County Engineer Throws the Book Away in Intersection Design and Lowers Cost 20%

by William J. Richardson, Jr., (M.ASCE), County Engr.; South Bend, Indiana,

Serial Information: Civil Engineering—ASCE, 1978, Vol. 48, Issue 1, Pg. 56-59

Document Type: Feature article


Article describes the innovative design of a highway intersection that was reconstructed to relieve traffic congestion. The nearest drainage outlet was 2800-ft away and was inadequate, so a system of drywells was installed. Drywells are used as catch basins and manholes. Storm water percolates into the soil instead of discharging into the drainage outlet. Pavement costs were reduced by the use of two-layer concrete: cheap layer covered by more expensive, high-quality wearing layer. Pavement is reinforced only in intersection; approaches are not reinforced, and joint slippage is prevented by skewed joints. Traffic signals replaced stop signs and are controlled by traffic detectors, which also count traffic.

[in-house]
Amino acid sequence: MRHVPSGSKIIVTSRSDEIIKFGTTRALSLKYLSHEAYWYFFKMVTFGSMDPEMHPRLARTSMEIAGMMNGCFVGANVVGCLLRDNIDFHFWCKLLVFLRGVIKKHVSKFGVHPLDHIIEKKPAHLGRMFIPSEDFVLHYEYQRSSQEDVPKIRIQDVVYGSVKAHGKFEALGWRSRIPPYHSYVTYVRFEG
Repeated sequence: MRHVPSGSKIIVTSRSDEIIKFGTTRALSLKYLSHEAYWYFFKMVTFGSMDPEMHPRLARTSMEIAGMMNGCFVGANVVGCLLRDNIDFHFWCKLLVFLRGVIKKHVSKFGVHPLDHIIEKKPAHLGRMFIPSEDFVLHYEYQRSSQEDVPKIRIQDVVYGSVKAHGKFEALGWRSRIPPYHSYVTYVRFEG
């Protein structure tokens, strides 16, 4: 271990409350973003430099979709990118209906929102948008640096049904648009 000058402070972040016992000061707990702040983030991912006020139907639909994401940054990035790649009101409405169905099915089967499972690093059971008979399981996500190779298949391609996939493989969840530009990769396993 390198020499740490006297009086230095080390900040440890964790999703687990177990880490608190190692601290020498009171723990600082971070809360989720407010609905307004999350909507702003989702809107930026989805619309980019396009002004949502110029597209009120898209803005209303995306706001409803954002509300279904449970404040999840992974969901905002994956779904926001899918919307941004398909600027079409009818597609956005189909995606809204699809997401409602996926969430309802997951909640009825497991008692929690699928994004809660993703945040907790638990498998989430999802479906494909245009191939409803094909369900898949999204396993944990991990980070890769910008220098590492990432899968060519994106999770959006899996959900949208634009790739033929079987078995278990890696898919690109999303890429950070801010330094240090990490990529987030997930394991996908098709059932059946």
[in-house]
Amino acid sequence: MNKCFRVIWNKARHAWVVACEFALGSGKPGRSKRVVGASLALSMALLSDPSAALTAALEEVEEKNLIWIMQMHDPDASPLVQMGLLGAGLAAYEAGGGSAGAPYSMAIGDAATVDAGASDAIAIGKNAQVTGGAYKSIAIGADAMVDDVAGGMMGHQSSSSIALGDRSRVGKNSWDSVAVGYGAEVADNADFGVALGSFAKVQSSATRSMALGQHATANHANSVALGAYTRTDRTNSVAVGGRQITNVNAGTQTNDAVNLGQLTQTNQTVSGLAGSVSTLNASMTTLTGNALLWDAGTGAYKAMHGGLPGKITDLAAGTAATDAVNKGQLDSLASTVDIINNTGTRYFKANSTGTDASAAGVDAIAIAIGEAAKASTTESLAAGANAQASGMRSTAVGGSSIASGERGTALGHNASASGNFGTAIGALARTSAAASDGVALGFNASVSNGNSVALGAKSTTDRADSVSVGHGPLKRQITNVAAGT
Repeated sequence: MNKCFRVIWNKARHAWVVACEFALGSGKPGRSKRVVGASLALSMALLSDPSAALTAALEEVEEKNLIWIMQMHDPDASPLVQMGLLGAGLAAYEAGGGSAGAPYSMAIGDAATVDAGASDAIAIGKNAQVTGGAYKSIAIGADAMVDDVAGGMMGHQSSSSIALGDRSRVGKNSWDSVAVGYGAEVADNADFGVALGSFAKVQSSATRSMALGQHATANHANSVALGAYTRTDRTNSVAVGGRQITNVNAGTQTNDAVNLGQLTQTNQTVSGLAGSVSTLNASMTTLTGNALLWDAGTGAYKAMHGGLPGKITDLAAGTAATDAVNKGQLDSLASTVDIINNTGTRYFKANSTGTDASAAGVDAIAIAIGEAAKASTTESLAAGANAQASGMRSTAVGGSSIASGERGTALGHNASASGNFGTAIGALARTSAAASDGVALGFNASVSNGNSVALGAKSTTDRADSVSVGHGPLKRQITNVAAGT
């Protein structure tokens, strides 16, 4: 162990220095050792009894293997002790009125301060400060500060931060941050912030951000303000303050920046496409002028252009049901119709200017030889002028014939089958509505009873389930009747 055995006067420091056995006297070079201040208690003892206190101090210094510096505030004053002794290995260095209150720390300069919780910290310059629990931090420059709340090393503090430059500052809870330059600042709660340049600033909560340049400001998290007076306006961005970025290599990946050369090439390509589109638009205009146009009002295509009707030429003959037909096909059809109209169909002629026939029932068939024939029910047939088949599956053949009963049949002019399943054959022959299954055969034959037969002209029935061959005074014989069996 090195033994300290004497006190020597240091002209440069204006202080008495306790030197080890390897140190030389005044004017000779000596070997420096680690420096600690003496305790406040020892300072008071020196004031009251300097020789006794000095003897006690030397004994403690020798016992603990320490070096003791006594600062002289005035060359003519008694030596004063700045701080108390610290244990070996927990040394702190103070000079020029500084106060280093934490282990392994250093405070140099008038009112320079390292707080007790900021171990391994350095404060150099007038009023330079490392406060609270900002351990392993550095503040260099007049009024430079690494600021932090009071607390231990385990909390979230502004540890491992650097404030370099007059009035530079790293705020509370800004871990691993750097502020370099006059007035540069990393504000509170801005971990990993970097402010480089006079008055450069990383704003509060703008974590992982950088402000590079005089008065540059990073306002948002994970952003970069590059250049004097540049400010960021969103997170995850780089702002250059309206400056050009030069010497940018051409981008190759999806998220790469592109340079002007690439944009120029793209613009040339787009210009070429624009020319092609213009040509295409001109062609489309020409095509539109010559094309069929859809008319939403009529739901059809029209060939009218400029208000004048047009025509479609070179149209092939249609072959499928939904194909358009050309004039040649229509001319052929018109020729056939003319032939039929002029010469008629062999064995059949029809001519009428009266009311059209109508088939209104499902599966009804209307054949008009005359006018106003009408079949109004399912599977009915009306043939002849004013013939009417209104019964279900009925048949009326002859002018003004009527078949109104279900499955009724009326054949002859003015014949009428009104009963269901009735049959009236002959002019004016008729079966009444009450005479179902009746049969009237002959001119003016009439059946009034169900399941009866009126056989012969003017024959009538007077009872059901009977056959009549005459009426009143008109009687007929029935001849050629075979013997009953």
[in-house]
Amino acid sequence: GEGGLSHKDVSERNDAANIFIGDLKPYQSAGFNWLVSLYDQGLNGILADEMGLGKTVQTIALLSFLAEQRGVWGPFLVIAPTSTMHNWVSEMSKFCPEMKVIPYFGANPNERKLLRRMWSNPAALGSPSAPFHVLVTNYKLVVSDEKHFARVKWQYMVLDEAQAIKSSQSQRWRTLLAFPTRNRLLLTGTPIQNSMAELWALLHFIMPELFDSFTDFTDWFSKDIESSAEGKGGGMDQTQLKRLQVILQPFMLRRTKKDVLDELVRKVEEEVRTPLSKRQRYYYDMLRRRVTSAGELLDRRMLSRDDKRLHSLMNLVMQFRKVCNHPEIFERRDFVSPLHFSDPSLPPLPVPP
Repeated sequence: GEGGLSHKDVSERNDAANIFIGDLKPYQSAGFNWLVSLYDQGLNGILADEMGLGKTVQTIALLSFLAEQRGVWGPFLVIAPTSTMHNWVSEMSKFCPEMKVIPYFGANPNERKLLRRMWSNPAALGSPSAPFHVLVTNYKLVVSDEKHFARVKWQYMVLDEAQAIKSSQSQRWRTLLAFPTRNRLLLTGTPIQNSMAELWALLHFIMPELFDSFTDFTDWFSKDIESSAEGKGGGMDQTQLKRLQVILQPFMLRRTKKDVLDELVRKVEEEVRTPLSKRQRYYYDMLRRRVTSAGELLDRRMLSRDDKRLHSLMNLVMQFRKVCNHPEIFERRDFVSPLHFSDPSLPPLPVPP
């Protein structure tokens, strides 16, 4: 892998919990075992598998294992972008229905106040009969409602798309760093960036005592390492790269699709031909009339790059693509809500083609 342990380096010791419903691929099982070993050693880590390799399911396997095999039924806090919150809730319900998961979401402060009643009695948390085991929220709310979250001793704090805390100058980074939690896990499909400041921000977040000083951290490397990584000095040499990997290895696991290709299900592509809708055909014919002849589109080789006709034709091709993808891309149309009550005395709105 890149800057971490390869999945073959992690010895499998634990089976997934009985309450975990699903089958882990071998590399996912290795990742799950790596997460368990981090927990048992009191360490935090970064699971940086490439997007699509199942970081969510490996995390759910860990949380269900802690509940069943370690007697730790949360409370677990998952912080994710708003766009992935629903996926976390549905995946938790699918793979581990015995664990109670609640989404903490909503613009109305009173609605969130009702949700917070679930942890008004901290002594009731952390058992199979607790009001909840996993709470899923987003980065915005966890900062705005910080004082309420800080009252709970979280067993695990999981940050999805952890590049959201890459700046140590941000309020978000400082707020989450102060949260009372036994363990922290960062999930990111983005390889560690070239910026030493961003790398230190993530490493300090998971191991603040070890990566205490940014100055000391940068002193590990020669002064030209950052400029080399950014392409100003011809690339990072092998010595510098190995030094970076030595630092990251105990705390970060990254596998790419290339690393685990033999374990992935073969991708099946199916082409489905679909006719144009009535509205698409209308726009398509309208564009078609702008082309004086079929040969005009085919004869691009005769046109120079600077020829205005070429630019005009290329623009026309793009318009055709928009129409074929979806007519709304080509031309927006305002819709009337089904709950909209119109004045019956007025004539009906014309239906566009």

Subject Headings: Traffic signals | Traffic congestion | Intersections | Highway and road design | Stormwater management | Water discharge | Joints | Traffic signs

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